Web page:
The Apple Way: How to Manage Your Business & Career

I mention Apple’s CEO Steve Jobs a lot in these columns. Yes, I am a fan of Apple products, but the reasons for my admiration go deeper than a love of consumer electronics products. Below are some lessons I take away from his continuing legacy, which I feel can benefit any brand and any career:

  • Focus on What Matters, Not What’s Easy.
    Jobs challenges people to create things that need to be created, not things that can be created. From the first Mac product, to developing the personal computer, iMac, iPod, iPhone, iTunes and so many other products – Jobs pushes his team to get passed barriers that many consider insurmountable.

    When no one else could find a reasonable model for paid digital music, somehow Jobs negotiated deals with the major labels, setup a pricing and distribution structure that resonated with music buyers, and matched it all to an incredibly well designed MP3 player. I remember people scoffing at the price of the original iPod, but the rest is history.

    He didn’t set out to extend his reach into other consumer electronics, he set out to reimagine the music industry. And despite his late arrival to the game, he succeeded where everyone else failed.

  • Be an Exclamation Point, Not a Footnote.
    Despite tiny market share compared to PC computers, Apple is a cultural touchstone – with a disproportionate influence & profit compared to other computer brands.

    Apple products are specific – they are controlled – and they are the same price everywhere you go. The brand seemingly makes suicidal moves that nearly always prove to be brilliant.

    When they chose to open a series of expensive retail stores, it seemed a fools endeavor. Now, these stores are a wildly popular, wildly profitable, and to be honest, the reason my parents bought their Mac.

    Jobs is not creating products, he is creating history.

  • Your Ideals Should Spread.

    Steve seems to go by the old adage: "Create nothing that is not incredibly useful or incredibly beautiful." Surprisingly, he has taken concepts such as minimalism, and the stark practices of industrial design and made them sexy and coveted.

    Other manufacturers copy his designs blindly, rarely even grasping the concepts underlying the design & function.

  • All Viable Products Must Support the Business.
    Beauty and function seem to be the only two things that matter to Jobs, and yet, there is more. Apple’s products are very profitable. Unlike The New York Times or Twitter, Steve is not following his ideals at the expense of the business.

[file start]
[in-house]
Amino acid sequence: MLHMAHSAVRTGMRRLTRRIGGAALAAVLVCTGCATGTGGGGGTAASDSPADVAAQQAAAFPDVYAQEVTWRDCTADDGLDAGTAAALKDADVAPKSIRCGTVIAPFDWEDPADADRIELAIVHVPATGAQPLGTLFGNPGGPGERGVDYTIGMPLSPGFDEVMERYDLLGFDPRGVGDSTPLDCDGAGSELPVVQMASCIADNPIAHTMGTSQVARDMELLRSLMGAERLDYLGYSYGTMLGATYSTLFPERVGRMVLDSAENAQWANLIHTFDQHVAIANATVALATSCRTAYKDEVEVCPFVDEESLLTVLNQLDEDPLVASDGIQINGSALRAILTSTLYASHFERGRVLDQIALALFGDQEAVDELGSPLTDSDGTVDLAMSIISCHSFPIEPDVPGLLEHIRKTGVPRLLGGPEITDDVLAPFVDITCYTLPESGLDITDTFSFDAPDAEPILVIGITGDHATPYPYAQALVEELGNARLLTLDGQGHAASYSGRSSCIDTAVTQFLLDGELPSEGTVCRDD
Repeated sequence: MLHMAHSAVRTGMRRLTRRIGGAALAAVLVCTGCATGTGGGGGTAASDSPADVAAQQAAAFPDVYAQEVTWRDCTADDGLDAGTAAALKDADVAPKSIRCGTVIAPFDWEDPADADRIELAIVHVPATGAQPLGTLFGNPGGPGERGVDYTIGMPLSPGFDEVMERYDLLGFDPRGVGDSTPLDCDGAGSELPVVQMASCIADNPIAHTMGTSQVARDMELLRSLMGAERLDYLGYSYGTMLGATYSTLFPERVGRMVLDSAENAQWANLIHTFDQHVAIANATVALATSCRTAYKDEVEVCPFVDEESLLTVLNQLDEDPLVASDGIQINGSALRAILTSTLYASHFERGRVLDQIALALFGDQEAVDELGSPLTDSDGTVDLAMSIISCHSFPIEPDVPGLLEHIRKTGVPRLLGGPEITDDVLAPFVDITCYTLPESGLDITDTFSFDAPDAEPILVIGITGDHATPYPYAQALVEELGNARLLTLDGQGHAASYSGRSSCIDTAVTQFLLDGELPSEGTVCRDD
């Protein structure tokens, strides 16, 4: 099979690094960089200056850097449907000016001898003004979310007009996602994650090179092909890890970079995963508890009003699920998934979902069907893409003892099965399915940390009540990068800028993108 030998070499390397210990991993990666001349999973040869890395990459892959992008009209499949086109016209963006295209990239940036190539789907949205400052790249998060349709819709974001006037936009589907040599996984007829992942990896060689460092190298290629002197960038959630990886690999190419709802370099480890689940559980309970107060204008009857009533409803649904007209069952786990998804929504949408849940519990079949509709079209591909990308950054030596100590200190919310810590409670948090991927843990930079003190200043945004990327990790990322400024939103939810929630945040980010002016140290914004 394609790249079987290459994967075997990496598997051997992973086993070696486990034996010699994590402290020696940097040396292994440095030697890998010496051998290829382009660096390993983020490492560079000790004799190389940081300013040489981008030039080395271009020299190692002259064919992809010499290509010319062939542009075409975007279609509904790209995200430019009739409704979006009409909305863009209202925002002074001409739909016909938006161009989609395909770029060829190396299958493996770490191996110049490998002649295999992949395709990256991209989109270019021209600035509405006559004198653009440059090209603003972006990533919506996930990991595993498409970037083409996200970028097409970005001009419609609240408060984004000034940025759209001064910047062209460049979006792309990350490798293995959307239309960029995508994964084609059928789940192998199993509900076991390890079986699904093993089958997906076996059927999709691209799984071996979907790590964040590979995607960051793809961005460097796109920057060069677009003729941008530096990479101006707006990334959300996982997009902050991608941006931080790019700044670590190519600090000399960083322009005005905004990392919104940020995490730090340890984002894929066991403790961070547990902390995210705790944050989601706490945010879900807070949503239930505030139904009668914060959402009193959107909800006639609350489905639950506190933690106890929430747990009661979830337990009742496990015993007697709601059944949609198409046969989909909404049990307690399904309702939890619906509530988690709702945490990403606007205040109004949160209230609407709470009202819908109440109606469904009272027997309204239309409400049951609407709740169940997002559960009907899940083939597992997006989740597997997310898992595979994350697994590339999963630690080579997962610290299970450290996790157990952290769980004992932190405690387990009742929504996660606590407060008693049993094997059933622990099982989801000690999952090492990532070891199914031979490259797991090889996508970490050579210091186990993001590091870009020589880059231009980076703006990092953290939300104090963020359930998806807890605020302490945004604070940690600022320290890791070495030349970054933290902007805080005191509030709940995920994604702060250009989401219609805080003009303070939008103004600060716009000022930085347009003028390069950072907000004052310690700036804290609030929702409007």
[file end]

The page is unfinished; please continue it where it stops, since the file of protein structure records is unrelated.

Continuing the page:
He is also savvy about creating entire economies around his products: music files, iPhone apps, iPod accessories, and the like. He makes it profitable for other businesses to focus on Apple.

  • Believe in the Power of Symbols.
    Again and again, Apple creates symbols that resonate within our culture. The constant underdog, the company always seems to be on the brink of overextending their hype – and yet – they never do.

    The brand inspires, it creates an identity for those who use its products, and gives people something to desire.

    Symbols are difficult – they require you to choose sides, to embrace or reject. Symbols don’t apologize.

  • Strive for Completeness
    Apple’s products offer a complete solution, not just single element in a larger process. The risk here – of course – is too much control, of which Apple is constantly accused. But when the solutions work this well, they are hard to ignore.

    Success of the iPod was built on the iTunes model, not just the iPod product itself. It was an integrated solution to stealing music – not a technical solution as to how to design a better MP3 player.

1 comment

  1. It seems that apple is certainly facing some problems and it should get out of these problems asap as they have to remain in the market.

    Microsoft has always been a competitor for Apple but I think Apple has certainly made a mark in the industry and it needs to continue producing some good products in order to continue this.

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